Occasionally, I pen a column that strikes a nerve with readers and I get a few emails questioning my sanity. Such was the case with a recent piece on dividend-paying stocks. My inbox filled up as people pointed out the zero-interest-rate policy makes high-yielding stocks a great alternative to traditional income investments. Since I have been saying that for three years, I am well aware of this fact. But high-yield stocks were not just a great income alternative three years ago, they were cheap. Stocks may still look good compared to T-Bills or CDs but, for the most part, they really are not cheap anymore. The dividend bandwagon has gotten very crowded.
The market is making my case for me. We have had a great rally since the first of the year but many of the dividend favorites are actually down year to date. This morning I ran a screen of high-yielding stocks that are down on the year. Many of the stocks suggested by the newly minted dividend geniuses at year's end are down for the year in spite of their attractive payouts. Pfizer (PFE), Philip Morris International (PM) and other stocks that were featured alternatives for fixed income investors have not participated in the rally. The leading telephone stocks have not done much, as Verizon (VZ) is down slightly and AT&T (T) is flat year to date. Many of the leading utilities are selling off in the new year despite their attractive dividends and talk of increased economic activity. When something is widely known in the stock market, there is a very good chance it is no longer true.
This has led to an obvious question. In spite of my thoughts that it is best to wait to put new money to work until the dividend payers are less loved and a lot cheaper, it is possible that I am wrong (according to my wife and kids this occasionally happens), and I have been asked for names I might be willing to buy today. I thought about this and ran a few screens looking for high-yield stocks worth buying now. I came up with something you that can buy with the obligatory advice to move slow and stay small.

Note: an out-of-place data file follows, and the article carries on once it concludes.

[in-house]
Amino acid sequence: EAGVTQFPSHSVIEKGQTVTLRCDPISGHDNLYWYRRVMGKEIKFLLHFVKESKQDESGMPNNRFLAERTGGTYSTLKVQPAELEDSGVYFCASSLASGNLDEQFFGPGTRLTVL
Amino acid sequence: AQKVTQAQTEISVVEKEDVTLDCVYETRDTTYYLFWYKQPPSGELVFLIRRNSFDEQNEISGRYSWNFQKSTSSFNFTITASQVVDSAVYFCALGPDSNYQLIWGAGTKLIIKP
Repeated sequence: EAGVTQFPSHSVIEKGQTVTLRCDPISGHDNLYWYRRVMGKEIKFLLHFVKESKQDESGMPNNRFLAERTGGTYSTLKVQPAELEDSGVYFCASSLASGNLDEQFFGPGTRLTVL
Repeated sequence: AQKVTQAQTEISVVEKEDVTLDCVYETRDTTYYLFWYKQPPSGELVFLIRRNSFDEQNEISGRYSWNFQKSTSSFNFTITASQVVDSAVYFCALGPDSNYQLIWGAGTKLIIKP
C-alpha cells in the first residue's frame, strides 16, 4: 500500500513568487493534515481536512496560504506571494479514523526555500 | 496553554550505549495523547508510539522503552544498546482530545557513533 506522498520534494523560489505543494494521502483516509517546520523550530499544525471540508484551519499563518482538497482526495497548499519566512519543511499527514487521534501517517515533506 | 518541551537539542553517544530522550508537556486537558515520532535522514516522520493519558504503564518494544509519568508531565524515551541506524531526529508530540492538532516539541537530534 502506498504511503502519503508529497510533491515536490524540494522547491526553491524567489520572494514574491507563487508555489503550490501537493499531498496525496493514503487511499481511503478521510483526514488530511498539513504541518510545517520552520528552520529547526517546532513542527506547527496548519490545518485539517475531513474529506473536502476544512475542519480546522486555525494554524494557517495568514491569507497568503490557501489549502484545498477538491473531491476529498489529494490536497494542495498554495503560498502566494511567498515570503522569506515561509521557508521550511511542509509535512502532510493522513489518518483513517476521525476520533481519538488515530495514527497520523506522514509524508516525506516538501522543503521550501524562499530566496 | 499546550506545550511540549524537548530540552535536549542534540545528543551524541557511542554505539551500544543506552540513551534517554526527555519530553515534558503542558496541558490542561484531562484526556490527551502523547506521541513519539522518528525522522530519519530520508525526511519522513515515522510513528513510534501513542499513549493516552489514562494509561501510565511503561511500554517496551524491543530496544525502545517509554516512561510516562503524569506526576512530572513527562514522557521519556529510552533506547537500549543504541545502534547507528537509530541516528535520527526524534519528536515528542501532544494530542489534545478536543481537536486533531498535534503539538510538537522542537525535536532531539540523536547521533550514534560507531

RadioShack (RSH) has been crushed in the past year. Declining sales and profit have caused investors to abandon the stock since private-equity buyout rumors pushed the shares above $20 in 2010. The stock is down almost 25% since the first of the year. Business is horrible right now. But there are some reasons for long-term optimism. The company is replacing Wal-Mart's (WMT) Sam's Club kiosk business with Target (TGT) locations and as this process is completed, it should spur sales. In September, the company opened a sales relationship with Verizon and that should help as RSH can now offer Apple's (AAPL) iPhone. Management has thankfully suspended the $200 million stock buyback to preserve cash but affirmed their commitment for now to paying the dividend. At the current price the shares are below tangible book value and yield 6.8%
The plunge in RadioShack also makes it one of the very few stocks worth using in an options strategy. The implied volatility of the April options is 60, well above the current Volatility Index reading of 17.7. While not an apple-to-apples comparison of volatility, it does give us a good idea that RadioShack options are much more expensive than most options in the current market. It is worth considering selling an April $7 put to back into the stock. If the shares firmed up at all and I owned the shares, I would consider selling the $10 calls as well. The stock is probably not going to stage a substantial rally for some time unless private equity does in fact show up as a buyer. That makes the stock a strong candidate for an options-selling program for 2012.
Chasing yield is dangerous after a run-up in high-yielding stocks. Everyone loves them and the major names are over-owned. Be patient and buy what everyone else hates to achieve long-term success.